A survivor’s triumph
Nela Kalpic helps survivors of domestic violence
The late novelist Harry Crews used the following line as an epigram for a memoir of his harrowing childhood in rural Georgia: “Survival is triumph enough.”
Nela Kalpic has every right to lay claim to that phrase, from her tough upbringing in Serbia to an early marriage to a dashing man who turned violent behind closed doors.
Kalpic, 36, did survive, but since landing in Madison with her three sons in May 2015, she has done much more than that. In short order, with a winning mix of drive and charm, Kalpic has become a high-profile advocate for ending domestic violence and aiding survivors.
She was selected for the 2016-2017 Wisconsin Women’s Network’s Policy Institute leadership training program and in 2017 received the governor’s Courage Award. Kalpic is currently director of development for the statewide coalition End Domestic Abuse Wisconsin.
Born in Belgrade in 1982 to physician parents, Kalpic learned English from watching the American television program “Full House” before walking to school. She remembers a childhood of “lots of love but lots of disappointment.”
Her parents divorced. Meanwhile, the Yugoslavia federation of republics was in turmoil. Kalpic’s mother ran a medical clinic. When it was looted, Kalpic recalls, “we were basically on the street.” Her mom began a relationship with a man who insisted Kalpic, then 17, leave the house.
Two years later, Kalpic met a man online. He was in Egypt and eventually extended an invitation for her to visit. When Kalpic did, she found the man less enchanting in person. She stayed a few days and met another man to whom she was attracted. When she returned to Serbia, he came to visit. They began dating long distance.
“I was smitten,” she says.
There were warning signs. He was possessive, jealous without cause. “I should have seen it,” Kalpic says. “But I liked it at the time. I felt someone cared.”
She got pregnant, then reached out to her mother, who called the man’s family in Egypt. Her mother thought they had a right to know.
“Radio silence for a week,” Kalpic recalls. Then, a text message: “The wedding is scheduled.”
From there, Kalpic says, “Everything was a blur. It felt like I was just playing along.”
The wedding was in Egypt in 2003. Kalpic and her husband soon moved with their son to Kuwait, where her husband’s father found him a job. There was not yet violence, but Kalpic needed to ask her husband’s permission before doing everyday things. In hindsight, she saw her self esteem dissolving akin to the fable of the boiled frog – a slow disintegration.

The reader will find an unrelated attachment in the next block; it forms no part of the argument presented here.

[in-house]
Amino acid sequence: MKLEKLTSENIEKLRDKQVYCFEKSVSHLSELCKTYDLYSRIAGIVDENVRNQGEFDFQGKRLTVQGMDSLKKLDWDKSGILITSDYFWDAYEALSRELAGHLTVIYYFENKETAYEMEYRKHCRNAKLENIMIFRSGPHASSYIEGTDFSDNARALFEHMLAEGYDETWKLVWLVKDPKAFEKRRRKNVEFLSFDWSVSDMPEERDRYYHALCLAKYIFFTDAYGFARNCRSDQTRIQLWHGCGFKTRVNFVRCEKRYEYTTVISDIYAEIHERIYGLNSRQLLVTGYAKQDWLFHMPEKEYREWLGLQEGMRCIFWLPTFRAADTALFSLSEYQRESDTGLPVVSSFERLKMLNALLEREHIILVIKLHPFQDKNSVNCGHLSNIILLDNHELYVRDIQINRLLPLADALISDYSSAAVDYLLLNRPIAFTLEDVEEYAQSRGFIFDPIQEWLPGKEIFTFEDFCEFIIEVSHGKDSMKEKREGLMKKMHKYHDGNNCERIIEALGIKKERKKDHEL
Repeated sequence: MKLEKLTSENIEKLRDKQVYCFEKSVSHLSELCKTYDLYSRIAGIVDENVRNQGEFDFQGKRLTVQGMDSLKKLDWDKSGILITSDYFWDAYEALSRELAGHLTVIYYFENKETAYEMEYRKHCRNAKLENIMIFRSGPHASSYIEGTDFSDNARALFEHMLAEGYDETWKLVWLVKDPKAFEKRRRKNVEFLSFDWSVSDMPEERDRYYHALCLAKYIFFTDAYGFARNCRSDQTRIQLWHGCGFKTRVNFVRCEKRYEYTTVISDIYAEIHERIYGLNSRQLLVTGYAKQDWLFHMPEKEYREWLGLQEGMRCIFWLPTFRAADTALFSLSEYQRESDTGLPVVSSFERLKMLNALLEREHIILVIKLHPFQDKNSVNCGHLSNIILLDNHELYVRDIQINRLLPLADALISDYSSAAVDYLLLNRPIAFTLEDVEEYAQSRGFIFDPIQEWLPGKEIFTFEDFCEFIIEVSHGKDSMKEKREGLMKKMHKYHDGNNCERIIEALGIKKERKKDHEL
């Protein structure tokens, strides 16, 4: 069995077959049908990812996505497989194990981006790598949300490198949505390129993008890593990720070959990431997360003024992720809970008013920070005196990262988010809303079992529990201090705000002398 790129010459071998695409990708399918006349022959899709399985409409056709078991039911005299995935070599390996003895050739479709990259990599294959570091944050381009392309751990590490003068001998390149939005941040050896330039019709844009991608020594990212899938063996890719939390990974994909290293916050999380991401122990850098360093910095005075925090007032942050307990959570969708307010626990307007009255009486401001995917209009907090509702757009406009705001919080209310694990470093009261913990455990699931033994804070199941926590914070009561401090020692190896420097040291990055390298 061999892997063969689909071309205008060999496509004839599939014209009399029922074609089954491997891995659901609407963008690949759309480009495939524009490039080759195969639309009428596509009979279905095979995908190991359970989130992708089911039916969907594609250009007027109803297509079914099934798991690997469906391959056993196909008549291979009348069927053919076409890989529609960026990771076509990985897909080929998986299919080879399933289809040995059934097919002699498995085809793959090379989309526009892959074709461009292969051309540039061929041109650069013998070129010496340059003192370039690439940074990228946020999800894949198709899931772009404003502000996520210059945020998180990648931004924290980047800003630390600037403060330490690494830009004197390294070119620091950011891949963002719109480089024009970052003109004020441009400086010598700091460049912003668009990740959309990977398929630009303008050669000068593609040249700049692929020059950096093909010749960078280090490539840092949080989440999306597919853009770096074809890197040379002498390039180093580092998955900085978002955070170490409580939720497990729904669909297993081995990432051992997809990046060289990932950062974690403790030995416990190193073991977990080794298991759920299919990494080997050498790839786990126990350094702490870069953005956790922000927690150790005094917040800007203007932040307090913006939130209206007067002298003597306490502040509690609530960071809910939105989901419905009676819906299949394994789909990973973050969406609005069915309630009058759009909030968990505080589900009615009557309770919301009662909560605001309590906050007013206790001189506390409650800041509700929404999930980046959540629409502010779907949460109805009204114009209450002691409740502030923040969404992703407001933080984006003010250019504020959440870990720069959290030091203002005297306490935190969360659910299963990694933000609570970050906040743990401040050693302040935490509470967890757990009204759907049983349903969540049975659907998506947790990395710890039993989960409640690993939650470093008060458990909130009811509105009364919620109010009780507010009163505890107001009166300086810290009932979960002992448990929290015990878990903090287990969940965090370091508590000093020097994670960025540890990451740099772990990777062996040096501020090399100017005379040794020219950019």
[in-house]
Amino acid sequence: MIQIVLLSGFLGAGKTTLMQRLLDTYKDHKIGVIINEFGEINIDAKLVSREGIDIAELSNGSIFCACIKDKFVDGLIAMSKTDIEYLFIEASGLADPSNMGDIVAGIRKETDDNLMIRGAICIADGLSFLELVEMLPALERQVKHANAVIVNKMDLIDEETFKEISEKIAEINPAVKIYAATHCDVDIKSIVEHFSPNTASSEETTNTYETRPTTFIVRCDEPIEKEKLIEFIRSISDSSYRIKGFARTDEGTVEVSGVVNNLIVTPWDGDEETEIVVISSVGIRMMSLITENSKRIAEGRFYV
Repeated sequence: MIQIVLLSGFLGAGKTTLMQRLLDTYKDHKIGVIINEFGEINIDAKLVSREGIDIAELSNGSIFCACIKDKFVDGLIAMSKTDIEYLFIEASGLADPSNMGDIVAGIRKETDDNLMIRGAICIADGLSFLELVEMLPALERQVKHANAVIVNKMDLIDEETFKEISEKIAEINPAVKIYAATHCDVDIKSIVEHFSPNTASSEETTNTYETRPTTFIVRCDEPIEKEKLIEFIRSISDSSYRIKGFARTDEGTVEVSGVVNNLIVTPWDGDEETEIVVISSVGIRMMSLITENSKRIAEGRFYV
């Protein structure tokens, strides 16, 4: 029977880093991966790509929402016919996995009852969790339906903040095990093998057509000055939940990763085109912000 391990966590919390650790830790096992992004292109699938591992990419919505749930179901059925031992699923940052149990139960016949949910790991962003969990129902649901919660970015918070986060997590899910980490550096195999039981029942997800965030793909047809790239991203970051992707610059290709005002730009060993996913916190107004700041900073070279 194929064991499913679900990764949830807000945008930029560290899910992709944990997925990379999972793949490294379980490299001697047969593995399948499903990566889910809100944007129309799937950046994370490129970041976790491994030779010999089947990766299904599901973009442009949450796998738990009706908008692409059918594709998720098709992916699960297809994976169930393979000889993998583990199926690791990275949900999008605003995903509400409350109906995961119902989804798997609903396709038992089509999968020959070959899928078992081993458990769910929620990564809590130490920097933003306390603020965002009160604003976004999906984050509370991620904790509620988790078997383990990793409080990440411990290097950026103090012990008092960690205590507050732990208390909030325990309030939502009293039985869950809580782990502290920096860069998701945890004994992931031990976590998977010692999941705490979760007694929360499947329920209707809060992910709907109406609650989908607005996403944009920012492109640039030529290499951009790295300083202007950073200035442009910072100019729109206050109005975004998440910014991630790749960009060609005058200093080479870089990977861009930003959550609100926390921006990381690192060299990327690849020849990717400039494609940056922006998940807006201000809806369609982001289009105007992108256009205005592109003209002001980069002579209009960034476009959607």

One evening in 2006, her husband took exception to something she said and ordered her into the bedroom, where he threw her on the bed and wielded his belt.
“That was the first time he got physical with me,” she says. “I don’t remember the actual pain, but I remember how he looked at me. It was like he enjoyed it.”
She thought of leaving, but saw no path forward. “I didn’t know how to stand up for myself.”
They eventually moved back to Egypt and had two more sons. The beatings continued, she says. Occasionally he would apologize afterward and blame her. “Why do you make me do this?” he would ask.
A revolution in Egypt in 2011 made it dangerous for her husband, a Coptic Christian, to remain in the country. “I saw that as my opportunity to get out of the Middle East,” Kalpic says.
She convinced her husband – making it seem like his idea – to relocate to the United States, first stop North Carolina. Her husband dropped Kalpic and the kids there – ”I was going to get things set up.” Instead she went to court. In January 2015, she was granted custody of her children and her husband got visitation rights. But a year later, according to court records, she took out a restraining order against him.
Her mother sent funds. Kalpic got a driver’s license and drove her kids to Madison, where she had some Serbian friends she’d met online, most of whom were connected to the University of Wisconsin-Madison.
Kalpic is now divorced with custody of her sons. Soon after arriving in Madison, a friend put her in touch with a member of state Sen. Jennifer Shilling’s staff. Kalpic first secured an internship, then limited-term employment, with Shilling.
“She’s warm, courageous and inspiring,” Shilling says of Kalpic. The senator recalls seeing Kalpic’s confidence grow as she tackled constituent relations and legislative issues related to domestic violence. “She takes advantage of every opportunity,” Shilling says.
That includes a meeting with Gov. Scott Walker resulting in Kalpic receiving the Courage Award, which honors survivors who help other victims of domestic abuse. Kalpic worked with Domestic Abuse Intervention Services prior to her current role with End Domestic Abuse Wisconsin.
“Nela Kalpic is a courageous woman who has overcome domestic violence and become an advocate for others,” Walker said in a statement. “She is an inspiration for our state and that’s one of the reasons we awarded her.”
Shilling was in the Assembly chamber in October 2017 when Kalpic received the award from Walker. Kalpic was wearing the bright clothes and red lipstick her husband forbade.
“It wasn’t just symbolic,” Shilling says. “She was free.”
Doug Moe is a Madison writer and former editor of Madison Magazine. Read his weekly blog, Doug Moe’s Madison, on madisonmagazine.com.
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